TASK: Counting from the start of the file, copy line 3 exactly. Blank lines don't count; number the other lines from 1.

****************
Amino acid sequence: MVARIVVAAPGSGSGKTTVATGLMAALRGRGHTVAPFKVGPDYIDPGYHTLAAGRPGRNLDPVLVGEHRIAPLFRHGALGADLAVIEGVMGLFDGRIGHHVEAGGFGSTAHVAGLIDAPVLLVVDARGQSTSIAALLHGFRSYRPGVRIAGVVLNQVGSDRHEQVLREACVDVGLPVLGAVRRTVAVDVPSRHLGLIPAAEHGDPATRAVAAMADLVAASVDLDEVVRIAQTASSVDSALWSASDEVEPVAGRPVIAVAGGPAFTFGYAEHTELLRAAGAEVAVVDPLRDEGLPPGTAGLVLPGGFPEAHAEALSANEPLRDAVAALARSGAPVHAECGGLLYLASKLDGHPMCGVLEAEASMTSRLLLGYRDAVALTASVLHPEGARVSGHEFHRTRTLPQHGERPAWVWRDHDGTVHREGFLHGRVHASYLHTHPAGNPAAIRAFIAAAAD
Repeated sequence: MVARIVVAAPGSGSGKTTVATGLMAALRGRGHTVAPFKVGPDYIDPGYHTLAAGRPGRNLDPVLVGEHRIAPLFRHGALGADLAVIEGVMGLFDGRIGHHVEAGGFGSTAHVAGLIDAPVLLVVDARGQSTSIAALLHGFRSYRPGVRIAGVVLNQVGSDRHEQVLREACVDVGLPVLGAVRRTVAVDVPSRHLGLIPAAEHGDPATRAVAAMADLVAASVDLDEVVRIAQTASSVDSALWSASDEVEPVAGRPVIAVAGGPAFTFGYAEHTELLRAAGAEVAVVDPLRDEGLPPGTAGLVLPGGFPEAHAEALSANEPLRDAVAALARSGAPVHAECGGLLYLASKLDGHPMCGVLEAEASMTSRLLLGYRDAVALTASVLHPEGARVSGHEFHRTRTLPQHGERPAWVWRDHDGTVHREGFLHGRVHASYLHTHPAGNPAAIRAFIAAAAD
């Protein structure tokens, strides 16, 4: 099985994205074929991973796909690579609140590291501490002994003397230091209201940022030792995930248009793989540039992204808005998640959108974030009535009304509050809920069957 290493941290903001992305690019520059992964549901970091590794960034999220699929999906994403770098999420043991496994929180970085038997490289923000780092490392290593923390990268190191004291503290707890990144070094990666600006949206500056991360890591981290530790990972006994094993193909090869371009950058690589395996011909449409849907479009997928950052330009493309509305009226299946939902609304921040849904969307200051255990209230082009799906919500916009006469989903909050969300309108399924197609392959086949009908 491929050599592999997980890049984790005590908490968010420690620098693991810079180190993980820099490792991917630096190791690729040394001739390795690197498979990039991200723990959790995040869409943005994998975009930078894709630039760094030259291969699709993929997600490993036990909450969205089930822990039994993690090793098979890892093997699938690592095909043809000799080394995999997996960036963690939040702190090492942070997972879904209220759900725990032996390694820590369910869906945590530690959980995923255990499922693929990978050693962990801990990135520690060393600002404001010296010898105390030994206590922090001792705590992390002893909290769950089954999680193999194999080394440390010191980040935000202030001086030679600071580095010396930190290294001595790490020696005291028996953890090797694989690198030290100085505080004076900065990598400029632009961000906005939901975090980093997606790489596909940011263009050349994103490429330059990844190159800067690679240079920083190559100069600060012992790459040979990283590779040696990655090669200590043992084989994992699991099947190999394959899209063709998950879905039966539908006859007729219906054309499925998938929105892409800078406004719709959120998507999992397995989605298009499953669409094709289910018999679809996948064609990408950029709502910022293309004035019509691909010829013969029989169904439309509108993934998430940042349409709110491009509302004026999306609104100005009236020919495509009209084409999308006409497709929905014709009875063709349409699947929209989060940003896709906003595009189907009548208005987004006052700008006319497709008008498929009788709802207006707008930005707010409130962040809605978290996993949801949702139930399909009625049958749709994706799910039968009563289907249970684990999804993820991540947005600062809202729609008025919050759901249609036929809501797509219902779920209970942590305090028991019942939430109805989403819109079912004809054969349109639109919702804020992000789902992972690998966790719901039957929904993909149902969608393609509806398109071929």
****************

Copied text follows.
């Protein structure tokens, strides 16, 4: 099985994205074929991973796909690579609140590291501490002994003397230091209201940022030792995930248009793989540039992204808005998640959108974030009535009304509050809920069957 290493941290903001992305690019520059992964549901970091590794960034999220699929999906994403770098999420043991496994929180970085038997490289923000780092490392290593923390990268190191004291503290707890990144070094990666600006949206500056991360890591981290530790990972006994094993193909090869371009950058690589395996011909449409849907479009997928950052330009493309509305009226299946939902609304921040849904969307200051255990209230082009799906919500916009006469989903909050969300309108399924197609392959086949009908 491929050599592999997980890049984790005590908490968010420690620098693991810079180190993980820099490792991917630096190791690729040394001739390795690197498979990039991200723990959790995040869409943005994998975009930078894709630039760094030259291969699709993929997600490993036990909450969205089930822990039994993690090793098979890892093997699938690592095909043809000799080394995999997996960036963690939040702190090492942070997972879904209220759900725990032996390694820590369910869906945590530690959980995923255990499922693929990978050693962990801990990135520690060393600002404001010296010898105390030994206590922090001792705590992390002893909290769950089954999680193999194999080394440390010191980040935000202030001086030679600071580095010396930190290294001595790490020696005291028996953890090797694989690198030290100085505080004076900065990598400029632009961000906005939901975090980093997606790489596909940011263009050349994103490429330059990844190159800067690679240079920083190559100069600060012992790459040979990283590779040696990655090669200590043992084989994992699991099947190999394959899209063709998950879905039966539908006859007729219906054309499925998938929105892409800078406004719709959120998507999992397995989605298009499953669409094709289910018999679809996948064609990408950029709502910022293309004035019509691909010829013969029989169904439309509108993934998430940042349409709110491009509302004026999306609104100005009236020919495509009209084409999308006409497709929905014709009875063709349409699947929209989060940003896709906003595009189907009548208005987004006052700008006319497709008008498929009788709802207006707008930005707010409130962040809605978290996993949801949702139930399909009625049958749709994706799910039968009563289907249970684990999804993820991540947005600062809202729609008025919050759901249609036929809501797509219902779920209970942590305090028991019942939430109805989403819109079912004809054969349109639109919702804020992000789902992972690998966790719901039957929904993909149902969608393609509806398109071929």